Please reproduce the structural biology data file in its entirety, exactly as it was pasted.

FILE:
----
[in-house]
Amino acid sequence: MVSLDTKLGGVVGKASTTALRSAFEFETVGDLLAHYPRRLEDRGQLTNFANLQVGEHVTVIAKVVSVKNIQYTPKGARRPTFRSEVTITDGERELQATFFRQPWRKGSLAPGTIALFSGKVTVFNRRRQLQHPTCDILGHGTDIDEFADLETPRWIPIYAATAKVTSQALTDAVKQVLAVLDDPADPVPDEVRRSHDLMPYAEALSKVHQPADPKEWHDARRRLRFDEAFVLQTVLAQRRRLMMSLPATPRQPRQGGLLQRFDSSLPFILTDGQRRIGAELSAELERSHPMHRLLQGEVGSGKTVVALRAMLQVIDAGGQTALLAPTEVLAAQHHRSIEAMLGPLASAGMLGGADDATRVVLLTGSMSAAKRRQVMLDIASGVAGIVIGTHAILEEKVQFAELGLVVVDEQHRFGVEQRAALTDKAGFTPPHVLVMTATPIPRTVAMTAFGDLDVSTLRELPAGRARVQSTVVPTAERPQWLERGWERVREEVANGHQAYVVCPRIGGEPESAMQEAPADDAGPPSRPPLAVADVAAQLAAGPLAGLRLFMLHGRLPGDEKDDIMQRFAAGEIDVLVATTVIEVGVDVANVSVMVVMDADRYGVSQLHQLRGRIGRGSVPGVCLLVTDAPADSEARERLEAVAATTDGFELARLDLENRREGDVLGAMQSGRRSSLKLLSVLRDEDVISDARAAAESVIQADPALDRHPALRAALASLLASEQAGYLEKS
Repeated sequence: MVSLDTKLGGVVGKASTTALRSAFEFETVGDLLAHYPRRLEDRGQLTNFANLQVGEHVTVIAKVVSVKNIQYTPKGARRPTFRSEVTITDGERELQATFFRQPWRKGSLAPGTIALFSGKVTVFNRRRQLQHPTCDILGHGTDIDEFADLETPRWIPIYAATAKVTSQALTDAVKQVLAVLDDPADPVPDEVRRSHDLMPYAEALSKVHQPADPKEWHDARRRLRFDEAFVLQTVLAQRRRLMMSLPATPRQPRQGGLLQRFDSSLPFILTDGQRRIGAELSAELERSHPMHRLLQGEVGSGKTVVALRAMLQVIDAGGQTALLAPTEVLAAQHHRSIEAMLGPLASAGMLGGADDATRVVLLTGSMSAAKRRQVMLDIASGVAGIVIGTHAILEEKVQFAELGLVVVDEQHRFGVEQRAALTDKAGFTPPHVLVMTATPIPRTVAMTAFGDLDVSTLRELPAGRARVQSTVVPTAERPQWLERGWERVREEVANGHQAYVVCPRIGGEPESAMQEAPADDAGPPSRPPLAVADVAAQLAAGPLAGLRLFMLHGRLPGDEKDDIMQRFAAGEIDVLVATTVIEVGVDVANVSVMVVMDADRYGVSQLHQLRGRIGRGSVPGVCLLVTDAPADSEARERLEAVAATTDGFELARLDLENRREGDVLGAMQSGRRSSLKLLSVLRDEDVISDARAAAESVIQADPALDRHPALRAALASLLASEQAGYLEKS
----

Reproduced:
[in-house]
Amino acid sequence: MVSLDTKLGGVVGKASTTALRSAFEFETVGDLLAHYPRRLEDRGQLTNFANLQVGEHVTVIAKVVSVKNIQYTPKGARRPTFRSEVTITDGERELQATFFRQPWRKGSLAPGTIALFSGKVTVFNRRRQLQHPTCDILGHGTDIDEFADLETPRWIPIYAATAKVTSQALTDAVKQVLAVLDDPADPVPDEVRRSHDLMPYAEALSKVHQPADPKEWHDARRRLRFDEAFVLQTVLAQRRRLMMSLPATPRQPRQGGLLQRFDSSLPFILTDGQRRIGAELSAELERSHPMHRLLQGEVGSGKTVVALRAMLQVIDAGGQTALLAPTEVLAAQHHRSIEAMLGPLASAGMLGGADDATRVVLLTGSMSAAKRRQVMLDIASGVAGIVIGTHAILEEKVQFAELGLVVVDEQHRFGVEQRAALTDKAGFTPPHVLVMTATPIPRTVAMTAFGDLDVSTLRELPAGRARVQSTVVPTAERPQWLERGWERVREEVANGHQAYVVCPRIGGEPESAMQEAPADDAGPPSRPPLAVADVAAQLAAGPLAGLRLFMLHGRLPGDEKDDIMQRFAAGEIDVLVATTVIEVGVDVANVSVMVVMDADRYGVSQLHQLRGRIGRGSVPGVCLLVTDAPADSEARERLEAVAATTDGFELARLDLENRREGDVLGAMQSGRRSSLKLLSVLRDEDVISDARAAAESVIQADPALDRHPALRAALASLLASEQAGYLEKS
Repeated sequence: MVSLDTKLGGVVGKASTTALRSAFEFETVGDLLAHYPRRLEDRGQLTNFANLQVGEHVTVIAKVVSVKNIQYTPKGARRPTFRSEVTITDGERELQATFFRQPWRKGSLAPGTIALFSGKVTVFNRRRQLQHPTCDILGHGTDIDEFADLETPRWIPIYAATAKVTSQALTDAVKQVLAVLDDPADPVPDEVRRSHDLMPYAEALSKVHQPADPKEWHDARRRLRFDEAFVLQTVLAQRRRLMMSLPATPRQPRQGGLLQRFDSSLPFILTDGQRRIGAELSAELERSHPMHRLLQGEVGSGKTVVALRAMLQVIDAGGQTALLAPTEVLAAQHHRSIEAMLGPLASAGMLGGADDATRVVLLTGSMSAAKRRQVMLDIASGVAGIVIGTHAILEEKVQFAELGLVVVDEQHRFGVEQRAALTDKAGFTPPHVLVMTATPIPRTVAMTAFGDLDVSTLRELPAGRARVQSTVVPTAERPQWLERGWERVREEVANGHQAYVVCPRIGGEPESAMQEAPADDAGPPSRPPLAVADVAAQLAAGPLAGLRLFMLHGRLPGDEKDDIMQRFAAGEIDVLVATTVIEVGVDVANVSVMVVMDADRYGVSQLHQLRGRIGRGSVPGVCLLVTDAPADSEARERLEAVAATTDGFELARLDLENRREGDVLGAMQSGRRSSLKLLSVLRDEDVISDARAAAESVIQADPALDRHPALRAALASLLASEQAGYLEKS